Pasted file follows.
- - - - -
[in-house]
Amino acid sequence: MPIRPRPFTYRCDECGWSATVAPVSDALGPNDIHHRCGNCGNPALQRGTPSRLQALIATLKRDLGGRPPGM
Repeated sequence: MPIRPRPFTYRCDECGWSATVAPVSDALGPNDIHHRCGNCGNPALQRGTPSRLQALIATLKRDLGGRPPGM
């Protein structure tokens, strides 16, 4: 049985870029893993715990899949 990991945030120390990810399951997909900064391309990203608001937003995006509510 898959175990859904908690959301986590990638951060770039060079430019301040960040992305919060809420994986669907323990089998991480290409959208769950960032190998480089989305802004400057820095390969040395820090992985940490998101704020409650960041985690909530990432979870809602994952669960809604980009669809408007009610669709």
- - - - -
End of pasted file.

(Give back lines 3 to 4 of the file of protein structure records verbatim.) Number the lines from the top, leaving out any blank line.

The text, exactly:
Repeated sequence: MPIRPRPFTYRCDECGWSATVAPVSDALGPNDIHHRCGNCGNPALQRGTPSRLQALIATLKRDLGGRPPGM
């Protein structure tokens, strides 16, 4: 049985870029893993715990899949 990991945030120390990810399951997909900064391309990203608001937003995006509510 898959175990859904908690959301986590990638951060770039060079430019301040960040992305919060809420994986669907323990089998991480290409959208769950960032190998480089989305802004400057820095390969040395820090992985940490998101704020409650960041985690909530990432979870809602994952669960809604980009669809408007009610669709």